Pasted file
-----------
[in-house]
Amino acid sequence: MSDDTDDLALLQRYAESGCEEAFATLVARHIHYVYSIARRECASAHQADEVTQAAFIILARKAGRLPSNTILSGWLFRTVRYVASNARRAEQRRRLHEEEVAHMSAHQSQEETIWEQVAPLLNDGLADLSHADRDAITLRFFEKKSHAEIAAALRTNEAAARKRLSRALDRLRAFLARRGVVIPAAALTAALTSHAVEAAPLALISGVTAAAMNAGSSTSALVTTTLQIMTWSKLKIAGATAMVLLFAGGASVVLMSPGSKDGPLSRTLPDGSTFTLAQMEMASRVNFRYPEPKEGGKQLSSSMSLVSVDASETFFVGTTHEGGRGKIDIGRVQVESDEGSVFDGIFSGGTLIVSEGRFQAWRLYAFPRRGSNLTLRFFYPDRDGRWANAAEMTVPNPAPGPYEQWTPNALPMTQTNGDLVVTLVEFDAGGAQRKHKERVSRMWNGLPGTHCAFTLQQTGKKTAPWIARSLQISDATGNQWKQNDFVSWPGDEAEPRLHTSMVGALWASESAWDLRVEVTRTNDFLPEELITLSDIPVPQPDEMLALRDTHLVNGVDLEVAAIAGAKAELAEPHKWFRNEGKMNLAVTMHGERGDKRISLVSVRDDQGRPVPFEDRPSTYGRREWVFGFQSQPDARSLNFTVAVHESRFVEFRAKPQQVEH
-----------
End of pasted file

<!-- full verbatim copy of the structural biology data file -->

[in-house]
Amino acid sequence: MSDDTDDLALLQRYAESGCEEAFATLVARHIHYVYSIARRECASAHQADEVTQAAFIILARKAGRLPSNTILSGWLFRTVRYVASNARRAEQRRRLHEEEVAHMSAHQSQEETIWEQVAPLLNDGLADLSHADRDAITLRFFEKKSHAEIAAALRTNEAAARKRLSRALDRLRAFLARRGVVIPAAALTAALTSHAVEAAPLALISGVTAAAMNAGSSTSALVTTTLQIMTWSKLKIAGATAMVLLFAGGASVVLMSPGSKDGPLSRTLPDGSTFTLAQMEMASRVNFRYPEPKEGGKQLSSSMSLVSVDASETFFVGTTHEGGRGKIDIGRVQVESDEGSVFDGIFSGGTLIVSEGRFQAWRLYAFPRRGSNLTLRFFYPDRDGRWANAAEMTVPNPAPGPYEQWTPNALPMTQTNGDLVVTLVEFDAGGAQRKHKERVSRMWNGLPGTHCAFTLQQTGKKTAPWIARSLQISDATGNQWKQNDFVSWPGDEAEPRLHTSMVGALWASESAWDLRVEVTRTNDFLPEELITLSDIPVPQPDEMLALRDTHLVNGVDLEVAAIAGAKAELAEPHKWFRNEGKMNLAVTMHGERGDKRISLVSVRDDQGRPVPFEDRPSTYGRREWVFGFQSQPDARSLNFTVAVHESRFVEFRAKPQQVEH